Intraindividual variability, change, and aging: Conceptual and analytical issues

Mike Martin, Scott M. Hofer

Research output: Contribution to journalReview article

69 Scopus citations

Abstract

Background: Developmental researchers use a variety of research designs to examine aging-related changes. Most longitudinal studies of aging are based on research designs that feature successive, widely spaced, assessments to estimate changes in cognitive performance. Such designs assume that short-term variations in cognitive performance are small relative to long-term changes or have modeled such phenomena as nuisance parameters. Objective: There is now sufficient empirical evidence to establish intraindividual cognitive variability as a systematic source of individual differences and of important predictive value for aging-relevant outcomes. Methods: After an overview of types of change, potential underlying processes, and adequate analytic designs, we discuss consequences for lifespan aging research. Results: We emphasize that interpretations of both cross-sectional and longitudinal results need to consider and specify theoretical assumptions about short-term and long-term changes. Conclusions: Above and beyond the analysis of long-term mean changes, short-term changes are an important aspect of aging-related change, and their analysis may help to explain psychological processes of adaptation.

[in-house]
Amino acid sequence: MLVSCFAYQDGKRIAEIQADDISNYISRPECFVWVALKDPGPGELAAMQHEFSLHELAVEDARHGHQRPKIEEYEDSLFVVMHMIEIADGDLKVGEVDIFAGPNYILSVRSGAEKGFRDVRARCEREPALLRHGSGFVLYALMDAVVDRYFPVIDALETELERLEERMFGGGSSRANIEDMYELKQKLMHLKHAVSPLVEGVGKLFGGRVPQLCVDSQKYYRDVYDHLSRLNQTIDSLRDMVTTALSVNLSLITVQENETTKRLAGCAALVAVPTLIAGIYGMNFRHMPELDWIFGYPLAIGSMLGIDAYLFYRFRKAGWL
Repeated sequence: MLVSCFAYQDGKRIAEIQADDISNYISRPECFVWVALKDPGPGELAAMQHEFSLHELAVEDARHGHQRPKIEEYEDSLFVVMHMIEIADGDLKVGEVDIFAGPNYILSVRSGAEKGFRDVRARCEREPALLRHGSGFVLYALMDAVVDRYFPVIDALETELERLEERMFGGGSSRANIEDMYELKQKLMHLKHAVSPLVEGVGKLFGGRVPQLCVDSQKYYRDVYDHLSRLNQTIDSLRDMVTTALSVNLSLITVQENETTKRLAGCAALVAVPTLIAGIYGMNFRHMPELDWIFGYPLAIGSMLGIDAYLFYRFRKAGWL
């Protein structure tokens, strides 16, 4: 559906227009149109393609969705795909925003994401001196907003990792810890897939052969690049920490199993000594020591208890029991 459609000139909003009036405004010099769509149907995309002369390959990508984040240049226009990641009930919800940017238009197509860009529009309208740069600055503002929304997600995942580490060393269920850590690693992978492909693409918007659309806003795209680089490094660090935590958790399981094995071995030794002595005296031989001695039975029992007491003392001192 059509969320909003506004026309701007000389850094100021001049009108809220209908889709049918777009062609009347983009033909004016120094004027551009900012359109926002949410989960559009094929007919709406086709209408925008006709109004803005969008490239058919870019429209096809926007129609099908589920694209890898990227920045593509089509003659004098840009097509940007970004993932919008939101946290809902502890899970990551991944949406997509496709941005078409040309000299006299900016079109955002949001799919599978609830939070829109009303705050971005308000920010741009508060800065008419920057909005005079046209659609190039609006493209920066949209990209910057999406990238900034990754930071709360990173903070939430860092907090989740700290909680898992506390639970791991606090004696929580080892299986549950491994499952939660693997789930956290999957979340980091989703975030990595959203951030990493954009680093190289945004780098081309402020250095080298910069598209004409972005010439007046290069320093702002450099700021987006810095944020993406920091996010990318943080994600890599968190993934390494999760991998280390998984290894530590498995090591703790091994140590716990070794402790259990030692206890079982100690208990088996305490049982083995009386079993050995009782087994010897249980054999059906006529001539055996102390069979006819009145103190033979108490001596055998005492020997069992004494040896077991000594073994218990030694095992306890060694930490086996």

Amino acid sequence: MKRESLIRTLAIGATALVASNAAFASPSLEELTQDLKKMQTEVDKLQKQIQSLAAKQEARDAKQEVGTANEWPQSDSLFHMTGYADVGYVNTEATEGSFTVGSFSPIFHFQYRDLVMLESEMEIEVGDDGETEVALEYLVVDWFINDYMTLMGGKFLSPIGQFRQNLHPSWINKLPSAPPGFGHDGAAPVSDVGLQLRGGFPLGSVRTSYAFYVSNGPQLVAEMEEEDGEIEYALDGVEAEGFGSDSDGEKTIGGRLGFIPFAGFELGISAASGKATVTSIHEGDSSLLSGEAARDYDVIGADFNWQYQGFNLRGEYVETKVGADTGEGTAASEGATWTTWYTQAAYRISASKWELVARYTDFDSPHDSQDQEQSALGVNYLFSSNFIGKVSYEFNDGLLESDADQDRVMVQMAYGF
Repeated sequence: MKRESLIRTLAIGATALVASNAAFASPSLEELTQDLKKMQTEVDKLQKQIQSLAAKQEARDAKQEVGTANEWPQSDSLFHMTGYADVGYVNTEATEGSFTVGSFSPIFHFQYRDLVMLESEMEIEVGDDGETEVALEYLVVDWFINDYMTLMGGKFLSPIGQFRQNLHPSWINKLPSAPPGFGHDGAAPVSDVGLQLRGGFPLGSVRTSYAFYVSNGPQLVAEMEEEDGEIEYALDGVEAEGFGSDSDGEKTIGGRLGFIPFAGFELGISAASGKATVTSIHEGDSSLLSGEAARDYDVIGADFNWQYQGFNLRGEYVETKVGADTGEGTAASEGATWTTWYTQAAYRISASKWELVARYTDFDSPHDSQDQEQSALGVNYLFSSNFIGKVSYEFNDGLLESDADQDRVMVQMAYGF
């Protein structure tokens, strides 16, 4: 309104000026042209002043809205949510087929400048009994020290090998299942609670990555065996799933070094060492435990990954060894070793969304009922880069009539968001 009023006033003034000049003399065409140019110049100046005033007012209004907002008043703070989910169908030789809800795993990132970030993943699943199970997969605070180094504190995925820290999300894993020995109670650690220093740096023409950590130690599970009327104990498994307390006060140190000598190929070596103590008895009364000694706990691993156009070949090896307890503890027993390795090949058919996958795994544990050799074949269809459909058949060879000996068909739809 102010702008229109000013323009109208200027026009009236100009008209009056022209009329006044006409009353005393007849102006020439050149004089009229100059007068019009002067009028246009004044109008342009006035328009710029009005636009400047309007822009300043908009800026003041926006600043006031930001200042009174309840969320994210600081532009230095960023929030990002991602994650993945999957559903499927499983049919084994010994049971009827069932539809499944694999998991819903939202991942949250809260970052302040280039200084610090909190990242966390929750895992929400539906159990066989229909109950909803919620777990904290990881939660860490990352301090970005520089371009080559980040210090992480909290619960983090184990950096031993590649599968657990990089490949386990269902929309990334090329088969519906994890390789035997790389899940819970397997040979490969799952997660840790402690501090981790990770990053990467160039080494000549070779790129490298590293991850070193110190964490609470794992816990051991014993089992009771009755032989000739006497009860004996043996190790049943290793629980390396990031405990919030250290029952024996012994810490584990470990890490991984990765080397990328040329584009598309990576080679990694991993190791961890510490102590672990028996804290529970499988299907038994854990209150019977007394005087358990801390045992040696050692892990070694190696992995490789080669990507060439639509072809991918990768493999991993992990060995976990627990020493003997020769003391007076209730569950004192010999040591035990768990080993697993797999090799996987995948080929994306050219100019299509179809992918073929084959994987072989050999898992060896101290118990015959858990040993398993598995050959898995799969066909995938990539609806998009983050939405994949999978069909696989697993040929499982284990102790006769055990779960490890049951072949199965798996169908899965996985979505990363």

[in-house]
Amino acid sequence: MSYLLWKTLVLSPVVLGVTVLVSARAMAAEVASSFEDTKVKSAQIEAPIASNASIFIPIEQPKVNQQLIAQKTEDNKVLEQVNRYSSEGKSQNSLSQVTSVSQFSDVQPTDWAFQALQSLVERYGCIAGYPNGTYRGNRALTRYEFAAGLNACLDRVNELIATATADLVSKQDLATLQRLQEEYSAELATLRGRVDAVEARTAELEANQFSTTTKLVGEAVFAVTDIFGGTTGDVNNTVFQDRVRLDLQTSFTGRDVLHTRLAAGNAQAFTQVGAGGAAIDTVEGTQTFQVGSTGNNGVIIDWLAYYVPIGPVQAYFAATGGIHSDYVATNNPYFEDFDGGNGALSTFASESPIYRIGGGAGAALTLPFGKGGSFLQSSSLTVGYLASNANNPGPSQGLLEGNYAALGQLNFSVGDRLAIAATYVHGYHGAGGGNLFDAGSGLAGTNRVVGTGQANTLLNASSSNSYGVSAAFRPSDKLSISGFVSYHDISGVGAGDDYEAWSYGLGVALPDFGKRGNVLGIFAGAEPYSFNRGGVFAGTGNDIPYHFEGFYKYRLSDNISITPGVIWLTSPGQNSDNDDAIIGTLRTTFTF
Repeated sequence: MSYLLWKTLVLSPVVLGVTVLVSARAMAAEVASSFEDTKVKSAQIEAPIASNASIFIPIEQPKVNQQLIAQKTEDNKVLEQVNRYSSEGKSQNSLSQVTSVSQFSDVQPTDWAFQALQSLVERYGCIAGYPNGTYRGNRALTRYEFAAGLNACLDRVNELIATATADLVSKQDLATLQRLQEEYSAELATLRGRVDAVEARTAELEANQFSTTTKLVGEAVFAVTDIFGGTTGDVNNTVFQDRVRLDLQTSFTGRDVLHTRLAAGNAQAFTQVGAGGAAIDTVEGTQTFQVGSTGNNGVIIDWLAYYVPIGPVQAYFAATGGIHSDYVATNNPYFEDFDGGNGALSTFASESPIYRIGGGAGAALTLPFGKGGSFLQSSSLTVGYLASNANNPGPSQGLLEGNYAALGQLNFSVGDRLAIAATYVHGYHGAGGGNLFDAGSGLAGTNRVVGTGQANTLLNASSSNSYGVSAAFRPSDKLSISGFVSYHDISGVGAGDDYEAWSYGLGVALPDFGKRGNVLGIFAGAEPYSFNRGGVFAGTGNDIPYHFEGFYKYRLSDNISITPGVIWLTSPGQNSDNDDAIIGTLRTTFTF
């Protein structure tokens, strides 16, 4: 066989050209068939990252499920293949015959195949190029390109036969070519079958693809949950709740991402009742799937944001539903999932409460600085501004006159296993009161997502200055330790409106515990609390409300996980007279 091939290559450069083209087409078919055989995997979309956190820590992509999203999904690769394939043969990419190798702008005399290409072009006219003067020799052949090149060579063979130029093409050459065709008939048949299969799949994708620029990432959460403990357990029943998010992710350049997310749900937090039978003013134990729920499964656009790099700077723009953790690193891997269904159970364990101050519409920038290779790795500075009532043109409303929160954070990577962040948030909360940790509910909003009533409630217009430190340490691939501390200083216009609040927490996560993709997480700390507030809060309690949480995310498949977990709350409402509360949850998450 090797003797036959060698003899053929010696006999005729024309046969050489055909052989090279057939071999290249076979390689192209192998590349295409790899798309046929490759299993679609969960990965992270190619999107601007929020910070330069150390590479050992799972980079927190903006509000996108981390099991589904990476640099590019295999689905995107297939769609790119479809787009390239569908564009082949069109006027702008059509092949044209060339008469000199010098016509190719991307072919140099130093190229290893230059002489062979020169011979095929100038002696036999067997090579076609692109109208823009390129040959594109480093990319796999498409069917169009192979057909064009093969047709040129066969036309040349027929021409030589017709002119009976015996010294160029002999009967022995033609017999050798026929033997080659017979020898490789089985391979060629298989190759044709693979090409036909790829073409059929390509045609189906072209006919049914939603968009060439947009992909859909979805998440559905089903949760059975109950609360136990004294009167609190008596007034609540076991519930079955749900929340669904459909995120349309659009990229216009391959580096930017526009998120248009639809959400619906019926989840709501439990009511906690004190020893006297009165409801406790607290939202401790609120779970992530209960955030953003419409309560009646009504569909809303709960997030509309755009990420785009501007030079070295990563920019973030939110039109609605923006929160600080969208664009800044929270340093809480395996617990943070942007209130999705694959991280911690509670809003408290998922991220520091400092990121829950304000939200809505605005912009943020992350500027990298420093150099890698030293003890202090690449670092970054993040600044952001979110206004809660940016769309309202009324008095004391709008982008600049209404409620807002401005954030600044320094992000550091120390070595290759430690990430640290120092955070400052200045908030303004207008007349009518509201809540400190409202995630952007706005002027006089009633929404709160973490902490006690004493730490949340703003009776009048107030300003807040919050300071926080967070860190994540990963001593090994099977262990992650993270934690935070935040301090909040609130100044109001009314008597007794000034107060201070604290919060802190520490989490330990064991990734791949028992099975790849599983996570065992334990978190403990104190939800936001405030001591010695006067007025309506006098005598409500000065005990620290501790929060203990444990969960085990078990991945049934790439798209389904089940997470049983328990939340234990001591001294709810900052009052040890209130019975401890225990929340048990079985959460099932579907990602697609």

Original languageEnglish (US)
Pages (from-to)7-11
Number of pages5
JournalGerontology
Volume50
Issue number1
DOIs
StatePublished - Jan 1 2004

Keywords

  • Adaptation
  • Cognitive aging
  • Intraindividual variability
  • Longitudinal studies
  • Theories of aging

ASJC Scopus subject areas

  • Aging
  • Geriatrics and Gerontology

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